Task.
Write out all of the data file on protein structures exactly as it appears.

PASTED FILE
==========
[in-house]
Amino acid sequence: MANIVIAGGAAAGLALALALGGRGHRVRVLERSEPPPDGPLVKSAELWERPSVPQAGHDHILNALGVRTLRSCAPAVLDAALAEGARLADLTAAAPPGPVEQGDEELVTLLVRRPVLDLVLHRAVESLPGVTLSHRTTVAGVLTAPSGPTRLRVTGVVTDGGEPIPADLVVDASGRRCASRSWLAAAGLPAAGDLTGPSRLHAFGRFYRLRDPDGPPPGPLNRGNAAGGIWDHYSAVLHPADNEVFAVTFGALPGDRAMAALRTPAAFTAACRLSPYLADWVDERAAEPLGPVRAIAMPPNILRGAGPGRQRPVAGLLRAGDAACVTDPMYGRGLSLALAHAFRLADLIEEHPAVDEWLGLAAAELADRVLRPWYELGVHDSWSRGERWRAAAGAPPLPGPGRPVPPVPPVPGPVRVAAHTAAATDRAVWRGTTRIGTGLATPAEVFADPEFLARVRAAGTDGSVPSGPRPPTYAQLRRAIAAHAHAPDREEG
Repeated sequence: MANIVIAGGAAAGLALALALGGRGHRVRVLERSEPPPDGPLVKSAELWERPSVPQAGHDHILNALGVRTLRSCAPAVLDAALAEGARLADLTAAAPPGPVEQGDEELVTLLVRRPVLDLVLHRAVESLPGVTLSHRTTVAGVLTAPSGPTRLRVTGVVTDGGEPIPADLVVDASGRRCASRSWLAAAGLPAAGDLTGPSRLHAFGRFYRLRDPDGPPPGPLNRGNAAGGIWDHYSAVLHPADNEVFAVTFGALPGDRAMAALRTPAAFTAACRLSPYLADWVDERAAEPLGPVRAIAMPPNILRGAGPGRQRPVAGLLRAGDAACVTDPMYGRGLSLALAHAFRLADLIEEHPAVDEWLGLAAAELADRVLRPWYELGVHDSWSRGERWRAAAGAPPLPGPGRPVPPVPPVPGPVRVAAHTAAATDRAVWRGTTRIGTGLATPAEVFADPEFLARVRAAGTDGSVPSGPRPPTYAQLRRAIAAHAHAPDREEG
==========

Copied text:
[in-house]
Amino acid sequence: MANIVIAGGAAAGLALALALGGRGHRVRVLERSEPPPDGPLVKSAELWERPSVPQAGHDHILNALGVRTLRSCAPAVLDAALAEGARLADLTAAAPPGPVEQGDEELVTLLVRRPVLDLVLHRAVESLPGVTLSHRTTVAGVLTAPSGPTRLRVTGVVTDGGEPIPADLVVDASGRRCASRSWLAAAGLPAAGDLTGPSRLHAFGRFYRLRDPDGPPPGPLNRGNAAGGIWDHYSAVLHPADNEVFAVTFGALPGDRAMAALRTPAAFTAACRLSPYLADWVDERAAEPLGPVRAIAMPPNILRGAGPGRQRPVAGLLRAGDAACVTDPMYGRGLSLALAHAFRLADLIEEHPAVDEWLGLAAAELADRVLRPWYELGVHDSWSRGERWRAAAGAPPLPGPGRPVPPVPPVPGPVRVAAHTAAATDRAVWRGTTRIGTGLATPAEVFADPEFLARVRAAGTDGSVPSGPRPPTYAQLRRAIAAHAHAPDREEG
Repeated sequence: MANIVIAGGAAAGLALALALGGRGHRVRVLERSEPPPDGPLVKSAELWERPSVPQAGHDHILNALGVRTLRSCAPAVLDAALAEGARLADLTAAAPPGPVEQGDEELVTLLVRRPVLDLVLHRAVESLPGVTLSHRTTVAGVLTAPSGPTRLRVTGVVTDGGEPIPADLVVDASGRRCASRSWLAAAGLPAAGDLTGPSRLHAFGRFYRLRDPDGPPPGPLNRGNAAGGIWDHYSAVLHPADNEVFAVTFGALPGDRAMAALRTPAAFTAACRLSPYLADWVDERAAEPLGPVRAIAMPPNILRGAGPGRQRPVAGLLRAGDAACVTDPMYGRGLSLALAHAFRLADLIEEHPAVDEWLGLAAAELADRVLRPWYELGVHDSWSRGERWRAAAGAPPLPGPGRPVPPVPPVPGPVRVAAHTAAATDRAVWRGTTRIGTGLATPAEVFADPEFLARVRAAGTDGSVPSGPRPPTYAQLRRAIAAHAHAPDREEG